If the Yankees were able to move Miller it doesn’t mean Betances automatically moves into the closer’s role. The prevailing thought among executives and agents I have spoken to is the Yankees would make a move for another closer type, such as Craig Kimbrel or Aroldis Chapman. In which case, Betances would continue to be the set-up man and likely stay under much better cost control when he does hit arbitration next winter, since closers rank higher on the pay scale.
Want a big return in a trade? Move Betances. But does that make you better?
— A question I get just about every day is “Why don’t the Yankees trade Mark Teixeira and make Greg Bird the every day first baseman? HAVE TO GET YOUNGER!!!”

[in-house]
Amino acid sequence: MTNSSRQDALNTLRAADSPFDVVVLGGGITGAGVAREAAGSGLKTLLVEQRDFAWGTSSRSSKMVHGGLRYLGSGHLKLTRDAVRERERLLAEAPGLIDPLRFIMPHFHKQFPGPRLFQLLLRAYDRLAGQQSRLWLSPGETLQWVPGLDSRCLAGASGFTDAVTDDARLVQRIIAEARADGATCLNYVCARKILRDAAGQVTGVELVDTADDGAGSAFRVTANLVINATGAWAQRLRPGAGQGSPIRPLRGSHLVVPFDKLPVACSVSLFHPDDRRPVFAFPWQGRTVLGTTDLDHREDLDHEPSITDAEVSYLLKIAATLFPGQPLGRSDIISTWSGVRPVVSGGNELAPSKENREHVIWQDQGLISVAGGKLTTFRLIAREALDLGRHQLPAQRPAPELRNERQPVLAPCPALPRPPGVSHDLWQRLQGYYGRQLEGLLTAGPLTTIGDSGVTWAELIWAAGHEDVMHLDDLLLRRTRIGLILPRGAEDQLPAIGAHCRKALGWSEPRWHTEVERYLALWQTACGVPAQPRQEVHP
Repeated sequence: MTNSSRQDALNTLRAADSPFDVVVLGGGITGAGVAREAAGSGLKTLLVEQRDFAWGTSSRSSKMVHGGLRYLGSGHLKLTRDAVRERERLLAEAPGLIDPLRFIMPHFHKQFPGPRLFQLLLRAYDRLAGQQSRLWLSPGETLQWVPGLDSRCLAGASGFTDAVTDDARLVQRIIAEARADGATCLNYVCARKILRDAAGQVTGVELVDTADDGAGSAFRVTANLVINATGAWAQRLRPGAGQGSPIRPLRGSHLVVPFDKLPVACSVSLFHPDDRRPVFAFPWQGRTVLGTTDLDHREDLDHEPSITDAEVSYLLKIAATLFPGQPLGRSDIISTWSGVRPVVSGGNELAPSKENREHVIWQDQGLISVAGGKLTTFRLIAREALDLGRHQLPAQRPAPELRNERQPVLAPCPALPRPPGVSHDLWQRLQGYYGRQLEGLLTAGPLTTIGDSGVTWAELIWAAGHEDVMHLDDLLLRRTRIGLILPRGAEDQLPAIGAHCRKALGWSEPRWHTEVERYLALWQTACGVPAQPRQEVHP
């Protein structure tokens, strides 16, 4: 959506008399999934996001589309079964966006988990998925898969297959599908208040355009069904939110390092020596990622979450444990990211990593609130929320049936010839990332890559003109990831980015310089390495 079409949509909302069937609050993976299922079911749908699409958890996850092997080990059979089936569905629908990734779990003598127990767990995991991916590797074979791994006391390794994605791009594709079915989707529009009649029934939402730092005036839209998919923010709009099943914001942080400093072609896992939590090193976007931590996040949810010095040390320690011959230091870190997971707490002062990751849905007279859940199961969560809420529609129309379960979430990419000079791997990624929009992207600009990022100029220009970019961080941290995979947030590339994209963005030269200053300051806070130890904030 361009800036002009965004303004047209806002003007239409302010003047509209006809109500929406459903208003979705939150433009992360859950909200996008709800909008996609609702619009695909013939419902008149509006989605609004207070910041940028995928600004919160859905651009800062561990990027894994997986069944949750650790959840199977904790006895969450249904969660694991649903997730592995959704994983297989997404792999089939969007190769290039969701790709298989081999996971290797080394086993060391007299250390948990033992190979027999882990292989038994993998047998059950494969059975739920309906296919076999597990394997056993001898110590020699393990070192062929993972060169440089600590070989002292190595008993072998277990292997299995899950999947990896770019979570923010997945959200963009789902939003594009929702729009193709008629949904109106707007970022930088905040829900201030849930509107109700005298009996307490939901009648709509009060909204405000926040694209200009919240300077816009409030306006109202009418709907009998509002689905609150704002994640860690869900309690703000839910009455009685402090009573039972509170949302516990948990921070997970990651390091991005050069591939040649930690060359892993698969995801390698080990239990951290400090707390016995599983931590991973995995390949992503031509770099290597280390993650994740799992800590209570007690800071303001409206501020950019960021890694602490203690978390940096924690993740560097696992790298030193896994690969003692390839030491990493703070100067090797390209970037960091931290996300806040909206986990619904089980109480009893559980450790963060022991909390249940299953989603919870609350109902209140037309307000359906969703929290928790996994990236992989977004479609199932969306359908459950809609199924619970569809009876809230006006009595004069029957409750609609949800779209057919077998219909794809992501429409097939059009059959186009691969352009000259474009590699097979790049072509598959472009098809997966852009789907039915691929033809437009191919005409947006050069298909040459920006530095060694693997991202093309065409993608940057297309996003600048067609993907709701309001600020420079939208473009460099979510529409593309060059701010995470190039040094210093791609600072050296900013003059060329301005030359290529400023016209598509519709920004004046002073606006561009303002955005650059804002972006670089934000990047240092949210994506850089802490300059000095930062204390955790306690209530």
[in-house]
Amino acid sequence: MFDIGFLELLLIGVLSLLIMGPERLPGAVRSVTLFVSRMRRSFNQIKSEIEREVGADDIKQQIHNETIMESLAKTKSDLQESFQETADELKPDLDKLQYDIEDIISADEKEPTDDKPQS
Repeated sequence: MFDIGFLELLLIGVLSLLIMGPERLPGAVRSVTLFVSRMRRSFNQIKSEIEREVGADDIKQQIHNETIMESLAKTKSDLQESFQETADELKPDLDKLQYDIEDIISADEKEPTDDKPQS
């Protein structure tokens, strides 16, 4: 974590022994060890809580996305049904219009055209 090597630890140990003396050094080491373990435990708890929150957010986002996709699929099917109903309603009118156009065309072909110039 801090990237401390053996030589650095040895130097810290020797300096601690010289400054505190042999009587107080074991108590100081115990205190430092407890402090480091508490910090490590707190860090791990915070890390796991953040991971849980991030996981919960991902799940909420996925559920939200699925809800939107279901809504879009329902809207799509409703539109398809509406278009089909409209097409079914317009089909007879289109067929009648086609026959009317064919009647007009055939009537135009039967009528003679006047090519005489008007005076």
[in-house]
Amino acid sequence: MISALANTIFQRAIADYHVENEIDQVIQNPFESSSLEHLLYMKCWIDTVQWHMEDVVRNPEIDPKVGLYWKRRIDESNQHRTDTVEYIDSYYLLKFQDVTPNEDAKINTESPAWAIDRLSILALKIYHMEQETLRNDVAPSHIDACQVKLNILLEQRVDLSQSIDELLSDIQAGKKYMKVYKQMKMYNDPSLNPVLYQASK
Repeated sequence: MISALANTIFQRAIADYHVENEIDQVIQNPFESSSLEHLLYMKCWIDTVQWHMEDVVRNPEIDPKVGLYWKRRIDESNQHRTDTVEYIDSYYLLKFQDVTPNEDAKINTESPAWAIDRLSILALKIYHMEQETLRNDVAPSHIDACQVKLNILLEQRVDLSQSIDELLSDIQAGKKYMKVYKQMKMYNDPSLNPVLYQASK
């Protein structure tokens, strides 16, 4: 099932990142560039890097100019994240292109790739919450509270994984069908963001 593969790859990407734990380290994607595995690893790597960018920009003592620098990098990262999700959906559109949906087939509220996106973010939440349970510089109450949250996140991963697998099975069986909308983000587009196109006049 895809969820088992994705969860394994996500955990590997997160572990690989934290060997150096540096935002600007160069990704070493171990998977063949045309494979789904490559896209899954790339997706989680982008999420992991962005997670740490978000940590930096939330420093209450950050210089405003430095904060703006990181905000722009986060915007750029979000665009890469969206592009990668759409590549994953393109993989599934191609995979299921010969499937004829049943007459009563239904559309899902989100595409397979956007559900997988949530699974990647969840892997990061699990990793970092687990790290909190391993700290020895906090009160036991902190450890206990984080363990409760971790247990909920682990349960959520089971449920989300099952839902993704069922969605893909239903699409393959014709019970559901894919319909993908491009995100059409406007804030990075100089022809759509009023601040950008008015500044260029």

Okay, first of all see the note above about the whole getting younger thing. And see the note above about the older players being the most productive. Teixeira’s injury, slow diagnosis, and eventual shutdown frustrated everyone — not to mention that it frustrated Teixeira more than anyone.
But the Yankees are a better team with Teixeira and Bird both on the roster (and when I say roster, I think AAA where he can play every day and continue to improve and develop, and not be a backup).
What happens if Bird struggles early or gets hurt, himself? Are you really ready to throw away a guy who hit 31 home runs without even playing in September for a kid (a good looking one, but a kid nonetheless) with less than 200 major league at-bats? It’s a little like entering 1991 by thinking you can trade Don Mattingly because you have Kevin Maas. Now, Bird is a much better prospect than Maas was, so I’m not slamming Bird here. It’s just worth noting that it’s not a large enough sample to throw away a productive bat like Teixeira’s. And don’t forget that Bird is still learning how to be a better first baseman, while Teixeira was a Gold Glove finalist this year.